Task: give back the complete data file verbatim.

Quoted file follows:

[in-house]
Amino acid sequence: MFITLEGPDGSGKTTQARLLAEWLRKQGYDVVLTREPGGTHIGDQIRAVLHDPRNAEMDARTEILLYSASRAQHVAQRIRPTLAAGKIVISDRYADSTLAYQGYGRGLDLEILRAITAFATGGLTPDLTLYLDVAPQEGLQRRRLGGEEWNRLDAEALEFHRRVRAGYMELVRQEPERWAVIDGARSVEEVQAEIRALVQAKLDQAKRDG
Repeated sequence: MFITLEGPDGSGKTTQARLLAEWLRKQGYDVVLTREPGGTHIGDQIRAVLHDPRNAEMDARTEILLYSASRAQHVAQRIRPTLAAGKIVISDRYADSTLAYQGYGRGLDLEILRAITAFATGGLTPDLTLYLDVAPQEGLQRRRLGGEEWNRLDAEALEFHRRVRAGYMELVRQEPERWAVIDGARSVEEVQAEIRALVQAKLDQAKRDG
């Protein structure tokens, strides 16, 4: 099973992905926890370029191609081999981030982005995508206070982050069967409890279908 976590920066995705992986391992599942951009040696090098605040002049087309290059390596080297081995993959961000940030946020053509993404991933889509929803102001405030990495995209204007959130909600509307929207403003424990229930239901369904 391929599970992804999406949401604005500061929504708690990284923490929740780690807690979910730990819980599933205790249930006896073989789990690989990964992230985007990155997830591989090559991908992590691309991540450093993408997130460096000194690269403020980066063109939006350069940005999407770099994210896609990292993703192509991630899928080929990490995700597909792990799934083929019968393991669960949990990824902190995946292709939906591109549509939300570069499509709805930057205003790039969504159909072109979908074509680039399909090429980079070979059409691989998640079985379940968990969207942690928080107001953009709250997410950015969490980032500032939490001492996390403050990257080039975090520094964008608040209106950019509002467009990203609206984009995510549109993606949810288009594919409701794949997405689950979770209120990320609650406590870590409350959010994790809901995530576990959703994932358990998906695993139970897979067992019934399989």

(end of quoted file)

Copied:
[in-house]
Amino acid sequence: MFITLEGPDGSGKTTQARLLAEWLRKQGYDVVLTREPGGTHIGDQIRAVLHDPRNAEMDARTEILLYSASRAQHVAQRIRPTLAAGKIVISDRYADSTLAYQGYGRGLDLEILRAITAFATGGLTPDLTLYLDVAPQEGLQRRRLGGEEWNRLDAEALEFHRRVRAGYMELVRQEPERWAVIDGARSVEEVQAEIRALVQAKLDQAKRDG
Repeated sequence: MFITLEGPDGSGKTTQARLLAEWLRKQGYDVVLTREPGGTHIGDQIRAVLHDPRNAEMDARTEILLYSASRAQHVAQRIRPTLAAGKIVISDRYADSTLAYQGYGRGLDLEILRAITAFATGGLTPDLTLYLDVAPQEGLQRRRLGGEEWNRLDAEALEFHRRVRAGYMELVRQEPERWAVIDGARSVEEVQAEIRALVQAKLDQAKRDG
């Protein structure tokens, strides 16, 4: 099973992905926890370029191609081999981030982005995508206070982050069967409890279908 976590920066995705992986391992599942951009040696090098605040002049087309290059390596080297081995993959961000940030946020053509993404991933889509929803102001405030990495995209204007959130909600509307929207403003424990229930239901369904 391929599970992804999406949401604005500061929504708690990284923490929740780690807690979910730990819980599933205790249930006896073989789990690989990964992230985007990155997830591989090559991908992590691309991540450093993408997130460096000194690269403020980066063109939006350069940005999407770099994210896609990292993703192509991630899928080929990490995700597909792990799934083929019968393991669960949990990824902190995946292709939906591109549509939300570069499509709805930057205003790039969504159909072109979908074509680039399909090429980079070979059409691989998640079985379940968990969207942690928080107001953009709250997410950015969490980032500032939490001492996390403050990257080039975090520094964008608040209106950019509002467009990203609206984009995510549109993606949810288009594919409701794949997405689950979770209120990320609650406590870590409350959010994790809901995530576990959703994932358990998906695993139970897979067992019934399989």